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Countdown, Day 14: Most noontime aides rehired; asst. principals to be recalled soon

By Dale Mezzacappa on Aug 26, 2013 05:43 PM

The School District has recalled 1,109 noontime aides -- rebranded "school safety officers" by their union -- which is just about all of those who had been laid off and had not chosen to leave or retire.

Altogether, according to a document made public Monday, District officials used the $50 million in additional funds promised by the city to restore 907 positions, including some counselors, teachers, and others. That came on top of 742 positions that had been restored with $33 million that Superintendent William Hite eked out of his existing budget, for a total of 1,649.

Among those being recalled are 45 assistant principals, although none of them have yet been notified, according to Robert McGrogan, head of their bargaining unit.

With the $33 million in savings, the District recalled 212 three-hour aides and 212 four-hour aides -- one for each school. With the $50 million, an additional 685 four-hour aides were recalled, largely due to school demands for more of them.

Still, some schools will have fewer aides than they had before. District spokesman Fernando Gallard said he did a spot check with certain high school principals and found that Martin Luther King High School would have 5 this year, compared to 12 last year; Northeast High would have 11, compared to 19, and South Philadelphia would have 6, compared to 9. Both Southern and King are receiving students from schools that were closed.

The union representing the aides, UNITE HERE!, issued a press release Friday saying that 1,157 of their members had been recalled. (A union spokesman said that they got a list from the District that had 1,157 names on it; the reason for the discrepancy could not be pinned down, but some of those members may have held other school-based positions.) The union had organized a fast by some of the workers, who were joined by parents and students. The fast had received national attention.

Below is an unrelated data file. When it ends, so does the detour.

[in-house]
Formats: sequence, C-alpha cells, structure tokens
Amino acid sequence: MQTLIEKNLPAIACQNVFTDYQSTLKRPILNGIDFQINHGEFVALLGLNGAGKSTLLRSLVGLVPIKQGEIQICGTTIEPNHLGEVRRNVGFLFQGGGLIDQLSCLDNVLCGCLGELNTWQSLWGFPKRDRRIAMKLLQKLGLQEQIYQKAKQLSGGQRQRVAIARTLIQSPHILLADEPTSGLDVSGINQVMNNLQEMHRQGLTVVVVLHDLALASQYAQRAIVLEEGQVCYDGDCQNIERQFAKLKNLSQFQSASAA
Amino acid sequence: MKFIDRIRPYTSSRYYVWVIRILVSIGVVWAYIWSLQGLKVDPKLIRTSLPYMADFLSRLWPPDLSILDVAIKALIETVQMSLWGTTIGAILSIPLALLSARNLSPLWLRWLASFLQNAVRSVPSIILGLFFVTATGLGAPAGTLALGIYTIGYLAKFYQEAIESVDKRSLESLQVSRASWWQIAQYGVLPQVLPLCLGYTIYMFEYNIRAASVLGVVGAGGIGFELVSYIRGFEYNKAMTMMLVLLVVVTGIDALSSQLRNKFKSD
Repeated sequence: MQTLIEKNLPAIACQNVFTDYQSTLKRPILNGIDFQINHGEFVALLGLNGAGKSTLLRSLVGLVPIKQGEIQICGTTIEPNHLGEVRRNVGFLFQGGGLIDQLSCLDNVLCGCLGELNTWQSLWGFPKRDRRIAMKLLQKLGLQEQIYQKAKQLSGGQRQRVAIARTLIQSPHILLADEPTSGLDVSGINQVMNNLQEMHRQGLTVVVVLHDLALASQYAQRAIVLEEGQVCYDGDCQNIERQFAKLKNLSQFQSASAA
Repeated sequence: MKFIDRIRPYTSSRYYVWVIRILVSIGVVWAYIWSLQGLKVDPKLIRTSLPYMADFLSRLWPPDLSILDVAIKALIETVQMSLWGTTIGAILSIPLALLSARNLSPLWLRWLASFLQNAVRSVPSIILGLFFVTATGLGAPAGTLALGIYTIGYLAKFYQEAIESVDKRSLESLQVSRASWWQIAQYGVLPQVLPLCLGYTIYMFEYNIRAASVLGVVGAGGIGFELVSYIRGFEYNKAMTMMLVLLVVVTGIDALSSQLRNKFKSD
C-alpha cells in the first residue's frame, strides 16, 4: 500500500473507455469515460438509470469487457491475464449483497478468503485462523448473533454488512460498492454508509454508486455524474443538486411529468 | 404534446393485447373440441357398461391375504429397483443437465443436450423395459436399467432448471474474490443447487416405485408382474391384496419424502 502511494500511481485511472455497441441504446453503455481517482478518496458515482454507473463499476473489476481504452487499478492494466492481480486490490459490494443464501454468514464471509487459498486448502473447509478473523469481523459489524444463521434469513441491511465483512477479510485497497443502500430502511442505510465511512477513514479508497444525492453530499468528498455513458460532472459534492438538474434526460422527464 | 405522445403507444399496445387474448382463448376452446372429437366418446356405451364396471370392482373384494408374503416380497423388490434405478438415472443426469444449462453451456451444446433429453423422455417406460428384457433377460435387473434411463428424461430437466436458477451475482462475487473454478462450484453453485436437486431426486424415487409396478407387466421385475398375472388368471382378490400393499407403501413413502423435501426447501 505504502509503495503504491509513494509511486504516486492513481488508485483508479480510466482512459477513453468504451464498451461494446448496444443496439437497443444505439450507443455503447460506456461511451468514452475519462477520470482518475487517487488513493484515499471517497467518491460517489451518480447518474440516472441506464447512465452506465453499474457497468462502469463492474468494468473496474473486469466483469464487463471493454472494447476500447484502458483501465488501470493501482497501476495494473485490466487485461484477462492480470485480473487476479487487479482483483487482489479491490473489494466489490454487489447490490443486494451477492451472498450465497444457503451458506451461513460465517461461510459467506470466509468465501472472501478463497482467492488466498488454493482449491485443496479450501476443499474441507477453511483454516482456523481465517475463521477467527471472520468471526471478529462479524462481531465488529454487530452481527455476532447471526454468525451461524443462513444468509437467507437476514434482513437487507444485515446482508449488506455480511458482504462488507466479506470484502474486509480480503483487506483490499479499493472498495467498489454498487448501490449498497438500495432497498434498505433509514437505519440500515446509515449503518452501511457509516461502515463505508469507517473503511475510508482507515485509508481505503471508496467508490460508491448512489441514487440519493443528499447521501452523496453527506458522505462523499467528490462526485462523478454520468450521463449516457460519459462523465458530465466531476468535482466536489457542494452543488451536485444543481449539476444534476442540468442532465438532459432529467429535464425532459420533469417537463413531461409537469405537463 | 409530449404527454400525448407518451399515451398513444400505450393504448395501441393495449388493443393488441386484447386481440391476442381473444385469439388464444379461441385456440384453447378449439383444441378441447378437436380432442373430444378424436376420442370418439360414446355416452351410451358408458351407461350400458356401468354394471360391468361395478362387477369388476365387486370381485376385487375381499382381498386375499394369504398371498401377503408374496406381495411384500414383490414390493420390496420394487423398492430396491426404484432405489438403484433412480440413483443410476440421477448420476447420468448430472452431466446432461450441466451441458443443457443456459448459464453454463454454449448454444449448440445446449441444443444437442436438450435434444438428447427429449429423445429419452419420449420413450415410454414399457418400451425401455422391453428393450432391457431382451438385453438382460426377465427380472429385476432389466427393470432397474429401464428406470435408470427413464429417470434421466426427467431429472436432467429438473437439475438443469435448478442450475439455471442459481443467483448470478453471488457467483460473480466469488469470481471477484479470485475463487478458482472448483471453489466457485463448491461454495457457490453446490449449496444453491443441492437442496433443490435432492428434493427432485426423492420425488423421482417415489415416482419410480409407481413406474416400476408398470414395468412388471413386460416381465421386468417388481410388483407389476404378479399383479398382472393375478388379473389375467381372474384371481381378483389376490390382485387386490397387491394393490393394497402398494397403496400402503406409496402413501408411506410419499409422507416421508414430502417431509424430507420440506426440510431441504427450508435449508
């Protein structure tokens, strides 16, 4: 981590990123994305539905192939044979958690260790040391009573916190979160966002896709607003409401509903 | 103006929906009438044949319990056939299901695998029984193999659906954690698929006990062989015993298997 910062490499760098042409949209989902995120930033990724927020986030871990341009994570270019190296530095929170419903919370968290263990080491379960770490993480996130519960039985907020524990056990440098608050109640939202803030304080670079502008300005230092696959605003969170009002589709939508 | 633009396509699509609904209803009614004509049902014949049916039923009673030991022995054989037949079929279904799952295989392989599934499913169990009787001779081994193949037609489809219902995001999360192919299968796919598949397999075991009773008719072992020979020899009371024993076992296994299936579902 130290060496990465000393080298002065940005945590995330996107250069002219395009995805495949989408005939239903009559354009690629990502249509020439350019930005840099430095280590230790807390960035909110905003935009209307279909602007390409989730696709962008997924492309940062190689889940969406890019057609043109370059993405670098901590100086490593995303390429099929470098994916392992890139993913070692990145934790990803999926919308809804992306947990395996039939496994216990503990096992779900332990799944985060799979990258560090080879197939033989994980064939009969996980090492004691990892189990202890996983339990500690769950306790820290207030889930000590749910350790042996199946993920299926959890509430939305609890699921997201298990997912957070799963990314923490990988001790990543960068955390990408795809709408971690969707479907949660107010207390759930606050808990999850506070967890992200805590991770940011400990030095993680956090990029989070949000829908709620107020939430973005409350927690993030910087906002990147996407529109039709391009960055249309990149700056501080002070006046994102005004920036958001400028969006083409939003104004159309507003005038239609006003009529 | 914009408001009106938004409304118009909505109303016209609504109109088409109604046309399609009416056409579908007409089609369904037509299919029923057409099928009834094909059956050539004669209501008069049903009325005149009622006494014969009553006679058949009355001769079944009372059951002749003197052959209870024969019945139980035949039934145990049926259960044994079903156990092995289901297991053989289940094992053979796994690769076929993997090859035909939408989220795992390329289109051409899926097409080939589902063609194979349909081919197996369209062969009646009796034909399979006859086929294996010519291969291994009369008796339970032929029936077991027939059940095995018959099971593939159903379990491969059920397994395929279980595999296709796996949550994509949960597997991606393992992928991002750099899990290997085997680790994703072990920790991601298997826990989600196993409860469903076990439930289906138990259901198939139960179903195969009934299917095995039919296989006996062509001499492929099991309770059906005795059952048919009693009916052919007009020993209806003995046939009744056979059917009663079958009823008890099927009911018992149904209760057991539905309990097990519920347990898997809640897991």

McGrogan said that he was getting worried that no assistant principals had yet been notified they were being recalled, saying it was getting perilously close to the opening of school. "Principals are calling me every day asking who will it be, when will I know," McGrogan said.

Schools with more than 850 students were able to hire one assistant principal; schools with more than 1,500 were able to hire two. Most smaller schools will not have an assistant principal.

Although the District gave no reason for the delay in recalling the assistant principals, the School Reform Commission suspended parts of the school code last week that allows it to recall employees not strictly according to seniority, meaning that it may take longer to determine who the individuals will be.

Gallard said that individual assistant principals will be notified Tuesday and Wednesday.

The total recalled includes 116 counselors -- not enough to cover every school.

Even with the recalled workers, Gallard said, "we want to emphasize that we have a continued need for more resources."


The School District of Philadelphia faces an unprecedented situation – uncertainty over whether it will be in a position to open safe and functioning schools in September.

This feature, appearing each weekday, is an effort to highlight developments and motivate action as we get closer to the beginning of the school year. We encourage readers to send us information about both concerns and breakthroughs to countdown@thenotebook.org.

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Comments (34)

Submitted by Anonymously Anon (not verified) on August 26, 2013 6:26 pm
Has the district said what they plan on doing with the $133 million they hope to get in the form of givebacks from teachers?
Submitted by Dave M (not verified) on August 26, 2013 7:17 pm
You can rest assured we won't be giving anything back.
Submitted by Anonymous (not verified) on August 26, 2013 8:21 pm
I see it as likely that members will not vote to give anything back. I am not so sure that state will not attempt to take it.